Governour of that place. The little time that we were there was entirely taken up by the good  offices of the Consul, the gentlemen of his nation, and those of the Swedes and Imperialists, who still remained at Macao; the other Europeans had repaired to Canton.—Three days afterwards we finished our outward bound voyage.  Previous to coming to anchor, we saluted the shipping in the river with thirteen guns; which were answered by the several Commodores of the European nations, each of whom sent an officer to compliment
us on our arrival. These visits were returned by the Captain and Supercargoes in the afternoon who were again saluted by the respective ships, as they finished their visit. When the French sent their officers to congratulate us, they added to the obligations we were already under to them; by furnishing men, boats and anchors, to assist us in coming to safe and convenient moorings. Nor did their good offices stop here; they furnished us with part of their own banksall, and insisted further, that until we were settled we should take up our quarters with them at Canton.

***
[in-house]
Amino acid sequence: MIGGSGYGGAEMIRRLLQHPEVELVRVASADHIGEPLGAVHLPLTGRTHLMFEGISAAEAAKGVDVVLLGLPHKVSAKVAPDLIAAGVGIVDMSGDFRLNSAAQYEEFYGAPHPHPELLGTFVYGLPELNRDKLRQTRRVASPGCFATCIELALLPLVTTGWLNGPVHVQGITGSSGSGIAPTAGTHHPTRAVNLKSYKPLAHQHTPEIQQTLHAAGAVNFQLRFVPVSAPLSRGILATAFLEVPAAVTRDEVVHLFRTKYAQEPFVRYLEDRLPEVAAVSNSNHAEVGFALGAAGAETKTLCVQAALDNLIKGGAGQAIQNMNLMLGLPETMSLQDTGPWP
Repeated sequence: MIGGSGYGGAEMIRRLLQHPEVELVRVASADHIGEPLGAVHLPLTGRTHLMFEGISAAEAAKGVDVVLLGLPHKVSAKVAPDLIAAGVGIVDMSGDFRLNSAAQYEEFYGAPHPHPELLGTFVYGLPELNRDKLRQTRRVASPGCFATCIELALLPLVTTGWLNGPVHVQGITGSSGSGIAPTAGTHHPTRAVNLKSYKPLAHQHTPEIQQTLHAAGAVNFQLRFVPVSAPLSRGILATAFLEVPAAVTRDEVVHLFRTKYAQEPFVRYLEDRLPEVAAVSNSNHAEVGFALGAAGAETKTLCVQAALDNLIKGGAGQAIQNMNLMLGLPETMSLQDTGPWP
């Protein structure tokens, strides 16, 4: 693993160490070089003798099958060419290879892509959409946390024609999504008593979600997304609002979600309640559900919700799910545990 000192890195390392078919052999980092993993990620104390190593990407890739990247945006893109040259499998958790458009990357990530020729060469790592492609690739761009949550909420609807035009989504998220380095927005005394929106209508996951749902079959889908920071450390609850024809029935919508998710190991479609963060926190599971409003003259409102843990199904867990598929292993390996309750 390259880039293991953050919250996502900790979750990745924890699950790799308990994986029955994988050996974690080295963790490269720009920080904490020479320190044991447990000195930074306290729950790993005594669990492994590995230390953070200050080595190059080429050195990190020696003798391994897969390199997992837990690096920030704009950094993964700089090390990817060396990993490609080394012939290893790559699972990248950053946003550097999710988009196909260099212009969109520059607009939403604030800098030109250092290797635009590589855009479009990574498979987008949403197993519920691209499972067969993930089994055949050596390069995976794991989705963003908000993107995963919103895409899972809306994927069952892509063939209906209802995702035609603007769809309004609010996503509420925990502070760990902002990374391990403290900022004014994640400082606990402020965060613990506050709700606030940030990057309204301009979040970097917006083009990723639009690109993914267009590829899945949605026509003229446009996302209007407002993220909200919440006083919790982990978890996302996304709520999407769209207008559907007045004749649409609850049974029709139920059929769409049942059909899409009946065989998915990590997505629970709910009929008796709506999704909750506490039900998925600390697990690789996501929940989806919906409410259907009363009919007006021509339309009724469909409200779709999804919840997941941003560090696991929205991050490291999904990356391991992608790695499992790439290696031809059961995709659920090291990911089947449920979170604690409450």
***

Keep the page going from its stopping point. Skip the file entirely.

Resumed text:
“The day of our arrival at Canton, August the 30th, and the two following days, we were visited by the Chinese merchants, and the chiefs and gentlemen of the several European establishments, and treated by them, in all respects as citizens of a free and independent nation: as such, during our stay, we were universally considered.  The Chinese themselves were very indulgent towards us, and happy in the contemplation of a new people,